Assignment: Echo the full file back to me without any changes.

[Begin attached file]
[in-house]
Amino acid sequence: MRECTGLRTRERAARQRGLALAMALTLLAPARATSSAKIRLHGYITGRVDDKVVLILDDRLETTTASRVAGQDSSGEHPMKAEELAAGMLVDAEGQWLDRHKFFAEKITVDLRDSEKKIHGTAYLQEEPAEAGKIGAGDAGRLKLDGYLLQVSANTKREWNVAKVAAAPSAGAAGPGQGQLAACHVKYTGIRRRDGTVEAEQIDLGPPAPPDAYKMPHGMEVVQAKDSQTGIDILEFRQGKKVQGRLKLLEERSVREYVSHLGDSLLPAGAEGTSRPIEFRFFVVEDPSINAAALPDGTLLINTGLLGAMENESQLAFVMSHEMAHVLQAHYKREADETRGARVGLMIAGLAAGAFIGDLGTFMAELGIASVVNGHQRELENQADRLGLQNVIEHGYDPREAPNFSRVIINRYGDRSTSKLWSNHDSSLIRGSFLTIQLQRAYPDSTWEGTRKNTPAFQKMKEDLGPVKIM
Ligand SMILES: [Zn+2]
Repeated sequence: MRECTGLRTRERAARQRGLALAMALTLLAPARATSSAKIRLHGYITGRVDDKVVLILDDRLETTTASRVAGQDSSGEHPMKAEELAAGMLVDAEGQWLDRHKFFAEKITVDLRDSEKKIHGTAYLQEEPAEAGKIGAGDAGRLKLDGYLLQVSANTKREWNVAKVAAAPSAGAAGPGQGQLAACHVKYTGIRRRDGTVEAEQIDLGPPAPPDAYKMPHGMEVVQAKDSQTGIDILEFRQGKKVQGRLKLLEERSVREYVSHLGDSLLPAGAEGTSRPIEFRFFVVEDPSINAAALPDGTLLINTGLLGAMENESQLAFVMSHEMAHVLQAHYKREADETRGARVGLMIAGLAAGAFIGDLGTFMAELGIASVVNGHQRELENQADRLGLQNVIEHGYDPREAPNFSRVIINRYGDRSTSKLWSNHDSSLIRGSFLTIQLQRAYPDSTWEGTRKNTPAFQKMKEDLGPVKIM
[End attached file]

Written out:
[in-house]
Amino acid sequence: MRECTGLRTRERAARQRGLALAMALTLLAPARATSSAKIRLHGYITGRVDDKVVLILDDRLETTTASRVAGQDSSGEHPMKAEELAAGMLVDAEGQWLDRHKFFAEKITVDLRDSEKKIHGTAYLQEEPAEAGKIGAGDAGRLKLDGYLLQVSANTKREWNVAKVAAAPSAGAAGPGQGQLAACHVKYTGIRRRDGTVEAEQIDLGPPAPPDAYKMPHGMEVVQAKDSQTGIDILEFRQGKKVQGRLKLLEERSVREYVSHLGDSLLPAGAEGTSRPIEFRFFVVEDPSINAAALPDGTLLINTGLLGAMENESQLAFVMSHEMAHVLQAHYKREADETRGARVGLMIAGLAAGAFIGDLGTFMAELGIASVVNGHQRELENQADRLGLQNVIEHGYDPREAPNFSRVIINRYGDRSTSKLWSNHDSSLIRGSFLTIQLQRAYPDSTWEGTRKNTPAFQKMKEDLGPVKIM
Ligand SMILES: [Zn+2]
Repeated sequence: MRECTGLRTRERAARQRGLALAMALTLLAPARATSSAKIRLHGYITGRVDDKVVLILDDRLETTTASRVAGQDSSGEHPMKAEELAAGMLVDAEGQWLDRHKFFAEKITVDLRDSEKKIHGTAYLQEEPAEAGKIGAGDAGRLKLDGYLLQVSANTKREWNVAKVAAAPSAGAAGPGQGQLAACHVKYTGIRRRDGTVEAEQIDLGPPAPPDAYKMPHGMEVVQAKDSQTGIDILEFRQGKKVQGRLKLLEERSVREYVSHLGDSLLPAGAEGTSRPIEFRFFVVEDPSINAAALPDGTLLINTGLLGAMENESQLAFVMSHEMAHVLQAHYKREADETRGARVGLMIAGLAAGAFIGDLGTFMAELGIASVVNGHQRELENQADRLGLQNVIEHGYDPREAPNFSRVIINRYGDRSTSKLWSNHDSSLIRGSFLTIQLQRAYPDSTWEGTRKNTPAFQKMKEDLGPVKIM